Summer is now in full swing, so the days are longer and temperatures are peaking. We naturally heat up as well. Some of us weather the heat better than others, but if you are naturally a fiery Pitta type, then you are more prone to get overheated in both body and mind. The science of Ayurveda is so wonderful because it guides us in how to make choices that keep us balanced and content. It tells us that like increases like and opposites bring balance. Sometimes it is the simplest of habits that can have the greatest effects on our health and well-being. Here are some Ayurvedic tips on how to stay cool, calm and collected this summer.
In summer we are naturally drawn to eat lighter, cooler, sweeter and juicer foods. It is good to minimize foods that are hot, spicy, salty or sour. This is not the best time to have a heavy steak, spicy salsas or fried chicken. Summer is the time to choose foods that are cool, sweet, bitter and astringent. For instance you can enjoy more berries, melons, plums, mangoes and coconut. Some cooling vegetables are green beans, summer squashes, okra, asparagus, cucumbers, and green leafy veggies. Examples of cooling herbs are cumin, cardamom, fennel, dill, mint, parsley and coriander. If you eat meat, choose light and lean meats such as white chicken and freshwater fish, not more than once a week or so.
You might enjoy adding a little maple syrup and a squeeze of lime, drinking coconut water, or choosing cool teas containing rose, mint, fennel or lemongrass. Cooling and sweet dairy products such as milk, butter, ghee and cottage cheese are nice to add. Avoid iced drinks though as these decrease your digestion which can cause toxins to occur.
This is especially important in the summer as your digestion is a little slower this time of year. Eat your food with mindfulness and savor the tastes, textures and aromas of your meal. Eating with mindfulness will help your digestion as well as cool your mind.
In addition to your sense of taste, treat your other senses to cooling, smoothing, calming and gentle experiences. Wear light, cooling cottons and silks choosing the colors of water and mountains: light blues, greens, lavender and white. Keep your skin cool by wearing a fun wide brimmed hat and light flowing shirts. Rub on a little soothing coconut oil or sunflower oil before you take a lukewarm shower in the morning or take cool baths scented with sandalwood, rose, khus or jasmine. Walk in the moon light, drape yourself with pearls and silver and rest your eyes on beautiful art, a garden, a rose petal, a cloud. Listen to beautiful, calming, delicate music. Let nature heal you.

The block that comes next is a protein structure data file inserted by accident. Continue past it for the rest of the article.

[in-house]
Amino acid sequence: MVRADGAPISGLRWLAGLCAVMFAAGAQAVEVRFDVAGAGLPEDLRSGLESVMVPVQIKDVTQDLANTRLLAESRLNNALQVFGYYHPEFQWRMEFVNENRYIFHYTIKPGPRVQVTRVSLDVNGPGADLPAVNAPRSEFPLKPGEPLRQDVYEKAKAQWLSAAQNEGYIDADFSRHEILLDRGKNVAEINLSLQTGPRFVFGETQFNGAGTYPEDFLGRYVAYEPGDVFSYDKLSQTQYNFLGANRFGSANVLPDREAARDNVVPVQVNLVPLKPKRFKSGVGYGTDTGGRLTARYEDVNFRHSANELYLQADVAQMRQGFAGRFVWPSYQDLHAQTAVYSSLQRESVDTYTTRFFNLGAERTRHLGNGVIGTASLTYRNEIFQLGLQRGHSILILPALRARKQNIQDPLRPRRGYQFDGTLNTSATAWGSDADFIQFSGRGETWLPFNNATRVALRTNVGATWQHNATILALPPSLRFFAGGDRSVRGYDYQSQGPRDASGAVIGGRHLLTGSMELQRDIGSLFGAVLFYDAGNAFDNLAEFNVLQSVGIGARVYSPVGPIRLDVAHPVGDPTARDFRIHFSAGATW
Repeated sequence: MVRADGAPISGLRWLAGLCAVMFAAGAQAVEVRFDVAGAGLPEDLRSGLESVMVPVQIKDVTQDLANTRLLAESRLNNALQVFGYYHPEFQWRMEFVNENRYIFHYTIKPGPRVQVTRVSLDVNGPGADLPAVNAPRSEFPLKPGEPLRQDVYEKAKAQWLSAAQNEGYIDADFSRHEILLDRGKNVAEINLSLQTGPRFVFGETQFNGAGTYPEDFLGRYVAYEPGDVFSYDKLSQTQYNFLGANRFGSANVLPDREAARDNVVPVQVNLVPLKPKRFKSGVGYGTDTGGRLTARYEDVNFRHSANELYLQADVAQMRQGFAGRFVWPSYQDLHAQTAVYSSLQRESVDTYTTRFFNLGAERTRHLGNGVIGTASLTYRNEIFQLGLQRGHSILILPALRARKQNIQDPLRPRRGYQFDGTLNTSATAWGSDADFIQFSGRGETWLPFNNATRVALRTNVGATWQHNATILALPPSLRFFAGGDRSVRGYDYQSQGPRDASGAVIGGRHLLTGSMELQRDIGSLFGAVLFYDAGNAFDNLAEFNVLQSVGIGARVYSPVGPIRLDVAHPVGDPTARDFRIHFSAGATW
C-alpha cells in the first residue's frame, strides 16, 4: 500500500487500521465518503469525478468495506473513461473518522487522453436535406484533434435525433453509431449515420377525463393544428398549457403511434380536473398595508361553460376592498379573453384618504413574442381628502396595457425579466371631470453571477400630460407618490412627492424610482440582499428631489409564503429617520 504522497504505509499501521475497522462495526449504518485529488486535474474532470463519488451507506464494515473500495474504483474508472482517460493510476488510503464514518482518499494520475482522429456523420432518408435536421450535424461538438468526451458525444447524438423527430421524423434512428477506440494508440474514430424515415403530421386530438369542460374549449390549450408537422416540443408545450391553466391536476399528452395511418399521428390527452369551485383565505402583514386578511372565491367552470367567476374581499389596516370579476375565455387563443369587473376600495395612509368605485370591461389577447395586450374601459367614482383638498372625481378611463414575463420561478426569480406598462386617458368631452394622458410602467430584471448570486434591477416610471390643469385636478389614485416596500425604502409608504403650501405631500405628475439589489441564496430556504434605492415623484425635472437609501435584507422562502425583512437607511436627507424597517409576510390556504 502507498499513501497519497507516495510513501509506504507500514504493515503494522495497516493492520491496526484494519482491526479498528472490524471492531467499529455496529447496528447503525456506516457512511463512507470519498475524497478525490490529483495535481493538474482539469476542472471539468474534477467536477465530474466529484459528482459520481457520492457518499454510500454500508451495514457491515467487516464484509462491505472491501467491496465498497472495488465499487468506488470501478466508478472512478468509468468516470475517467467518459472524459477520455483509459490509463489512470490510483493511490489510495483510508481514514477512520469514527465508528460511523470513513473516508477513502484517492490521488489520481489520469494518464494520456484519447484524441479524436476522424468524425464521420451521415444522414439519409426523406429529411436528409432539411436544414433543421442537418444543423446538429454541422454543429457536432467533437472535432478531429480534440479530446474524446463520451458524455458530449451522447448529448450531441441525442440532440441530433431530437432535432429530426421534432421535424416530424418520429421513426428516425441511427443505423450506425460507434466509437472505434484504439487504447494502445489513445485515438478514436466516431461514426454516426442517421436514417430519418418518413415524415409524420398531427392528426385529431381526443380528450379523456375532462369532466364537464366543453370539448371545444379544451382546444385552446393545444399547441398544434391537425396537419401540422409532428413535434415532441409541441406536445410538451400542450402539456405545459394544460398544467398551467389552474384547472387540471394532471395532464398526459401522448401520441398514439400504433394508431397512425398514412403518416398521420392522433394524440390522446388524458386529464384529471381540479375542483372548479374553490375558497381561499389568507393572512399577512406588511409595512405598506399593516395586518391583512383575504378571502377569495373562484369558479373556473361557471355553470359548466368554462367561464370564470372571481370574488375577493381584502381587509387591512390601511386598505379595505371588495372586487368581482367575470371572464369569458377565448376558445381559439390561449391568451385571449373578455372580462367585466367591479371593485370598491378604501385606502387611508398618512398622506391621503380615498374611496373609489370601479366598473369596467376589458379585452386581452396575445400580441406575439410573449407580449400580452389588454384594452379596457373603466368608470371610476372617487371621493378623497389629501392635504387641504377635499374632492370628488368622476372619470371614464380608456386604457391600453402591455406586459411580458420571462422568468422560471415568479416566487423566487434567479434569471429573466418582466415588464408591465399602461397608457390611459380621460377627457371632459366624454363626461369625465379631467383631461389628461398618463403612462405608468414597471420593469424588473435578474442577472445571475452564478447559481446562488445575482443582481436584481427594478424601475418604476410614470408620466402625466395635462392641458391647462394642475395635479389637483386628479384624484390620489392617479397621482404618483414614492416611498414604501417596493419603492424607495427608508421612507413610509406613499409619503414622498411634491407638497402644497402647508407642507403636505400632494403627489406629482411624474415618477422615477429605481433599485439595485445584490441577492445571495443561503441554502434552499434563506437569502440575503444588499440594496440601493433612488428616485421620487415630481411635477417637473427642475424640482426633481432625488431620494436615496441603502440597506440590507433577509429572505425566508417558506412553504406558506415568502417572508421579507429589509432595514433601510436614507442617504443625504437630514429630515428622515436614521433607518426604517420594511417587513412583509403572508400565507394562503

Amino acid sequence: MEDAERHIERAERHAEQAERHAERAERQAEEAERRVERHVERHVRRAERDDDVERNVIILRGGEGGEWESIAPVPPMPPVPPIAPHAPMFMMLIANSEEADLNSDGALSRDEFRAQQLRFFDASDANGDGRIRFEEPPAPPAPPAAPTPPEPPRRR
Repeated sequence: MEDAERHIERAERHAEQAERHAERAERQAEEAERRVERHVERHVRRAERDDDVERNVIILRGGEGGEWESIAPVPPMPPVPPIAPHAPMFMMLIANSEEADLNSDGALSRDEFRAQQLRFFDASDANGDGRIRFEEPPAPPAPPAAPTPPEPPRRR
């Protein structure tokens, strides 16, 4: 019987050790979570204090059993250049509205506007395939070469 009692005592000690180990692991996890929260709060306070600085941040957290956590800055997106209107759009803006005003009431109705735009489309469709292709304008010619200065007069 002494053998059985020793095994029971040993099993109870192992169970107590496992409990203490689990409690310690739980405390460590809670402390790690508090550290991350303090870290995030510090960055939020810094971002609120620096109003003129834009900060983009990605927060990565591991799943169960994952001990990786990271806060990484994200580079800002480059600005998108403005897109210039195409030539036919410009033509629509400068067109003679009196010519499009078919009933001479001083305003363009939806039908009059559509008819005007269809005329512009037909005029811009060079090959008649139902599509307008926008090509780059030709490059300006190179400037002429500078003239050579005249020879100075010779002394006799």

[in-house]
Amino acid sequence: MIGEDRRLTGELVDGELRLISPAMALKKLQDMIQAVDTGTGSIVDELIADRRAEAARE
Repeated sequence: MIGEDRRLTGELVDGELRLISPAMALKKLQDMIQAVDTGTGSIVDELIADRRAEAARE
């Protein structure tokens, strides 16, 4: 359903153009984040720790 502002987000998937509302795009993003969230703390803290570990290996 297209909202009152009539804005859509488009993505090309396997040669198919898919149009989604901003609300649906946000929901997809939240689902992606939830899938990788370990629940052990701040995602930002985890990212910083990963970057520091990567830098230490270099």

Another nice thing to add to your day is to massage a little bit of Brahmi oil or coconut oil into the soles of your feet at bedtime to help cool your mind and ease you into rest.
Moving your body is terrific, but in the summer be sure you keep things calm and cool. Swimming is great. Try out tai chi, slow yoga, qi gong. Mindful walking is great too, especially if you can do it in nature. The cool of morning or the quiet of the evening is a better time to exercise than in the heat of the day. Also remember to practice below your capacity to build your immune system and rejuvenate your being. Tomorrow try a walk at sunrise in the woods – heavenly.
Tune into and turn down any intensity that builds up inside and find ways to let it go. Relax more and open up your schedule to have fun. Practice equanimity. Meditate on images of beautiful water and mountains and practice slow, calm breathing allowing yourself to just be. Contemplate what makes you feel happy and joyful and leave room for that to happen. You might color a little sign that says “carefree” or “let it go” and place it where it will remind you to rest that intense mind of yours.
If you know your constitution, blend that information along with taking the heat of summer into consideration. Most importantly, don’t sweat the small stuff. Life is too short for that. So smile often and help others laugh whenever you can.
Janet Shivani Chase is a NAMA certified Ayurvedic Practitioner who has been practicing Yoga for over 40 years and Ayurveda for over 25. She loves to stay cool especially while eating blueberries and smelling the roses. Visit balancedlifeayurveda.com for more information or contact her at firstname.lastname@example.org.
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Arishtas and Asavas are medicinal herbs processed by fermentation. In general, Arishtas are dried herbs decocted in boiling water and Asavas are fresh herbs decocted in lukewarm or cold water, both are fermented with either jaggery, sugar or honey. The fermentation generates 5 – 10% alcohol which acts as a medium extracting the deeper quality of the herbs. They are very therapeutic and have been safely utilized by Ayurveda for as many as 5000 years.
As per Wikipedia
Bhasma (residue after incineration – calcined preparation) and pishti (powdered gem or metal) are used with herbs for the treatment of critical ailments as a medicinal preparation in Ayurveda and to some extent Unani (both Indian branches of medical science using natural curative methods). The procedures for preparing these medicines are time-consuming and complicated.